The group formed to promote minority hiring in the NFL wrote a letter to a league representative yesterday objecting to the manner in which the Miami Dolphins are conducting their head-coaching search.
Harry Carson, the former New York Giants linebacker who is the executive director of the Fritz Pollard Alliance, said the letter was to be sent yesterday afternoon to Pittsburgh Steelers owner Dan Rooney, the head of the league's workplace diversity committee. Carson said his group questions whether the Dolphins are giving serious consideration to any minority candidates in their coaching search. The team is reportedly prepared to offer the job to LSU Coach Nick Saban.
Carson met with Rooney on Friday in New York, and said in a telephone interview yesterday: "I'm a little disappointed with the way the [Dolphins' search] process has gone so far. . . . As far as the alliance is concerned, working with the diversity committee, a lot of progress has been made. [But] we also expressed disappointment with what has transpired with the Dolphins."
The Dolphins interviewed former Oakland Raiders coach Art Shell, now an executive with the league, yesterday. That fulfills the league requirement, commonly called the "Rooney Rule," that at least one minority candidate be interviewed by each team looking for a head coach. Dolphins officials say they have conducted no contract talks with Saban, who interviewed for the job last week. But there have been reports that he soon will be offered the job.
There also have been reports that the Dolphins sought to interview University of Miami defensive coordinator Randy Shannon, who is black, as is Shell. Saban is white.
"We'd like to see the Miami Dolphins embrace the Rooney rule and not do a razzle-dazzle move around the rule,'' said Cyrus Mehri, the Washington attorney who was instrumental in the formation of the Fritz Pollard Alliance, named for the NFL's first black coach.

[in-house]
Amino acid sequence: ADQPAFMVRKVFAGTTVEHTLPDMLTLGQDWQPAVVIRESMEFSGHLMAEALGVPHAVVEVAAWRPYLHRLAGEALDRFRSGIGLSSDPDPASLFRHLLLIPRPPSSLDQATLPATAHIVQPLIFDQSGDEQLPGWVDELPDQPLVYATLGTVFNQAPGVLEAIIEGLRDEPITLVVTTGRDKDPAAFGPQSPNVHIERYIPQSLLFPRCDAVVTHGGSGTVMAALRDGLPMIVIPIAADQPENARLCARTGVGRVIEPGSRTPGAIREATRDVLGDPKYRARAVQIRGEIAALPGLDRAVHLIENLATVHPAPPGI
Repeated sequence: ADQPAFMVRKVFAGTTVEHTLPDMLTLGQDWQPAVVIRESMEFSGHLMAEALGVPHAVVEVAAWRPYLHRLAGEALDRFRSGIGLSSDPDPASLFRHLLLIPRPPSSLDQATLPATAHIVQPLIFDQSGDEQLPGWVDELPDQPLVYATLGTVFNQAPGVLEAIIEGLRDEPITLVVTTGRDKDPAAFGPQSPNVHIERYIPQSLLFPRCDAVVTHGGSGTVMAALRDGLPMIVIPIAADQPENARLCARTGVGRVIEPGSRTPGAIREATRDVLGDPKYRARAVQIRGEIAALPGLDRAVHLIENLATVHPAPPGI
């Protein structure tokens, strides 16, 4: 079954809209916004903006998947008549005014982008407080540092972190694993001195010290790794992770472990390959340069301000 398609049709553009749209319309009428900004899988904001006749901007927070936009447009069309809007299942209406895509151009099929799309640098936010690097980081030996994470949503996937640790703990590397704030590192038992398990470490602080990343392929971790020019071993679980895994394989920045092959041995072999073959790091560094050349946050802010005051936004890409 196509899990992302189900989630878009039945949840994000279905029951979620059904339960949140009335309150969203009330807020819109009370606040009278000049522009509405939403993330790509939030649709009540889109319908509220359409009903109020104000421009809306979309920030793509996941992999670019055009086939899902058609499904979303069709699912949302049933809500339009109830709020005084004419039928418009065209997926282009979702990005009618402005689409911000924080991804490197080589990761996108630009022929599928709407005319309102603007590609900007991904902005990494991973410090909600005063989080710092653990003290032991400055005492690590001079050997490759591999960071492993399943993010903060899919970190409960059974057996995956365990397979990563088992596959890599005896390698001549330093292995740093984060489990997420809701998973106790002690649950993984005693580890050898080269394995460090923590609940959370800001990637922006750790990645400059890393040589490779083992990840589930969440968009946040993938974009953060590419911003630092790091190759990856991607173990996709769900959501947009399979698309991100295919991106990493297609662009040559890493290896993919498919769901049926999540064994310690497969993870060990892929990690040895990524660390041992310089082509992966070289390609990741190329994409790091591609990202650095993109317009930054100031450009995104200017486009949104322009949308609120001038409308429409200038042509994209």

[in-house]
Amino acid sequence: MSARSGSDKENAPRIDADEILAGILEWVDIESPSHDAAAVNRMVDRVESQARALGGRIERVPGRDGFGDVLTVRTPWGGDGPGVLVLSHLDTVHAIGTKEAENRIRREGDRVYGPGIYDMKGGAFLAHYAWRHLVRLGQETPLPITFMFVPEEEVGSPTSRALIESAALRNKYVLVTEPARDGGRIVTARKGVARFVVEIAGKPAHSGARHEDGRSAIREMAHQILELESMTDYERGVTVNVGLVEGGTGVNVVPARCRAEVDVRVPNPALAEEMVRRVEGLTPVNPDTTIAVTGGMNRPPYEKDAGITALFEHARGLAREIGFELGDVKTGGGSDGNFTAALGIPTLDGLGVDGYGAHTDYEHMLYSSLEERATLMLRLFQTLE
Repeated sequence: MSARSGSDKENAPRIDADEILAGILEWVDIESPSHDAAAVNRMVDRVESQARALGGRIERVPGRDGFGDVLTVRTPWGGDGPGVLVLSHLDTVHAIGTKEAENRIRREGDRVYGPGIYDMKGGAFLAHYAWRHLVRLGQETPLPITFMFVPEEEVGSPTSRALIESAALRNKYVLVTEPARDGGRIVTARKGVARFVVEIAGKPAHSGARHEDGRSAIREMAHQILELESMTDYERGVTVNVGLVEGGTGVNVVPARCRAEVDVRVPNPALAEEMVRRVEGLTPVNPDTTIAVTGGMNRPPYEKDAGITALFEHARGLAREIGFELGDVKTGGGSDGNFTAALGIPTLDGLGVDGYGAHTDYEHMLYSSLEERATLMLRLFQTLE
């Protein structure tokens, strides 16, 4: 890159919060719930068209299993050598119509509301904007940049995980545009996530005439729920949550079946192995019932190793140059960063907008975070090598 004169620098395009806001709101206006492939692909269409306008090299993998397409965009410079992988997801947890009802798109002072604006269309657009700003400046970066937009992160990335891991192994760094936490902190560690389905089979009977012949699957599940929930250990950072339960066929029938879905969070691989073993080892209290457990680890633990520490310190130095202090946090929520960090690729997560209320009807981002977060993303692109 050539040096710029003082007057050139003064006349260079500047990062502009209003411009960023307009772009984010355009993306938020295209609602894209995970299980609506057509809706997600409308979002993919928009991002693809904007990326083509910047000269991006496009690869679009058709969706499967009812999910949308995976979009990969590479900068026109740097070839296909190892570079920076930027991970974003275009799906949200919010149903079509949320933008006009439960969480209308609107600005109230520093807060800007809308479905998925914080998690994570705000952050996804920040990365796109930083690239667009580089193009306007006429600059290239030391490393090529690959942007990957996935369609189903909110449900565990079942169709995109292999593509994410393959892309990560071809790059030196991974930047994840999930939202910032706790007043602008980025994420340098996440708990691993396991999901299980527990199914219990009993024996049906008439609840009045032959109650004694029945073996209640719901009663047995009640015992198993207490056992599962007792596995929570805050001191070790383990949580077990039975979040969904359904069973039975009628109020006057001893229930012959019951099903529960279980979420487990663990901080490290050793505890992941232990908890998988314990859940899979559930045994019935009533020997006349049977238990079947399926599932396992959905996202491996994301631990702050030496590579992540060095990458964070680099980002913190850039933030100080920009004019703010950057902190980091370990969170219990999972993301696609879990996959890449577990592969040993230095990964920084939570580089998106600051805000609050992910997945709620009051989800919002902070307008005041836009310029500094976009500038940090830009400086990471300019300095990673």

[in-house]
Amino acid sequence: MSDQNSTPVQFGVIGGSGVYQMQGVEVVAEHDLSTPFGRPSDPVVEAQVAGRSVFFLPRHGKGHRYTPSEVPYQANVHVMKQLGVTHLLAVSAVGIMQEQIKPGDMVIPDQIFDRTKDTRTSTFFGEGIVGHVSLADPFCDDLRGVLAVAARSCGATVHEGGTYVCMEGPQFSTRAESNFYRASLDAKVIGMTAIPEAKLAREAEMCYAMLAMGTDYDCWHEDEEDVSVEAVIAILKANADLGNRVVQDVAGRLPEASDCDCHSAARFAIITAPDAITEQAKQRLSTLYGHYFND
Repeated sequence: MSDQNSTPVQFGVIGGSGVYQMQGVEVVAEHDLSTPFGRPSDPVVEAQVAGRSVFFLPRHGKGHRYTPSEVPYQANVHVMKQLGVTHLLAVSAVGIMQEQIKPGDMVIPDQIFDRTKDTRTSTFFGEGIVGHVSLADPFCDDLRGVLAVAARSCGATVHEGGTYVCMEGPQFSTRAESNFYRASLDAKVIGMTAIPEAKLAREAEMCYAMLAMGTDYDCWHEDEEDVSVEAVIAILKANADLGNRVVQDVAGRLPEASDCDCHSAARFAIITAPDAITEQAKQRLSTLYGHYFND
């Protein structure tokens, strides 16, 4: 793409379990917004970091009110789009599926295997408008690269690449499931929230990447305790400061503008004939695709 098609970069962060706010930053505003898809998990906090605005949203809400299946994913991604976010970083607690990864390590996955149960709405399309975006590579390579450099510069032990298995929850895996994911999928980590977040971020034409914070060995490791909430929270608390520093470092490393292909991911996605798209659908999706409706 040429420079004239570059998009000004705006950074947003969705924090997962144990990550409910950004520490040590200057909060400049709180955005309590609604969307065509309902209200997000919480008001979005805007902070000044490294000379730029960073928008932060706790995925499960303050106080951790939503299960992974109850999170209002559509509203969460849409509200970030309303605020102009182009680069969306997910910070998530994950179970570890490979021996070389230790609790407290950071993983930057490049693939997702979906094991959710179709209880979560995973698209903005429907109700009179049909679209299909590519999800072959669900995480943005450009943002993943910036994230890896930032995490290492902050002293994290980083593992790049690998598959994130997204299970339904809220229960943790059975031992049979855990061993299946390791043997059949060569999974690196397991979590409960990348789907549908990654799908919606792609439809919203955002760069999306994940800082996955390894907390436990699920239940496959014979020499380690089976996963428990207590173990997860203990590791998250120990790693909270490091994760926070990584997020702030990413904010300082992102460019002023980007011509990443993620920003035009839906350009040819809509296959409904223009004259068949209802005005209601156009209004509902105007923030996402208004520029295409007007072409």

"We believe the Dolphins should extend the hiring process to Jan. 3 to include all candidates who will be available then, white and black candidates," Mehri said. "We want them to cast a wide net and make it an inclusive process. . . . If Nick Saban is the spectacular candidate he is, he should be able to compete with a full list of candidates. We think teams should stay the full course in their searches."
Coaches under contract to other NFL teams cannot be interviewed until after the regular season ends on Jan. 2. League representatives cautioned that all the specifics of the Dolphins' search -- including who has been interviewed -- might not be public at this point. Rooney said the Dolphins' search process will be reviewed. "It's too early in the process to say anything else,'' Rooney said. "But we will look into [Miami] and every other vacancy."
Dolphins spokesman Harvey Greene said, "Our president, Eddie Jones, has stated from the very beginning that this hiring process will be conducted in a way that will be fully compliant with NFL guidelines, including tampering and diversity procedures, and will be conducted with integrity."
Carson said his concern is whether the Dolphins will give legitimate consideration to any minority candidates. "I guess there's no way of legislating it," Carson said. "Anyone can call an African American candidate. All we're asking is to level the playing field. There are many outstanding candidates out there. In the past, they wouldn't be considered. . . . The NFL can mandate who someone interviews, but it really comes down to the individual owner and general manager and how they want to conduct the process. The league is making an effort."
Commissioner Paul Tagliabue fined Detroit Lions President Matt Millen $200,000 for failing to interview any minority candidates before he hired Steve Mariucci as his team's coach last year, and threatened fines of $500,000 or more for future violations league-wide.
Six of the NFL's 32 head coaches are black, counting Cleveland Browns interim coach Terry Robiskie. Four of the six have been hired since the Rooney rule was put into effect by acclamation of the owners two hiring cycles ago, under the threat of litigation.
Shapiro contributed to this report from Green Bay, Wis.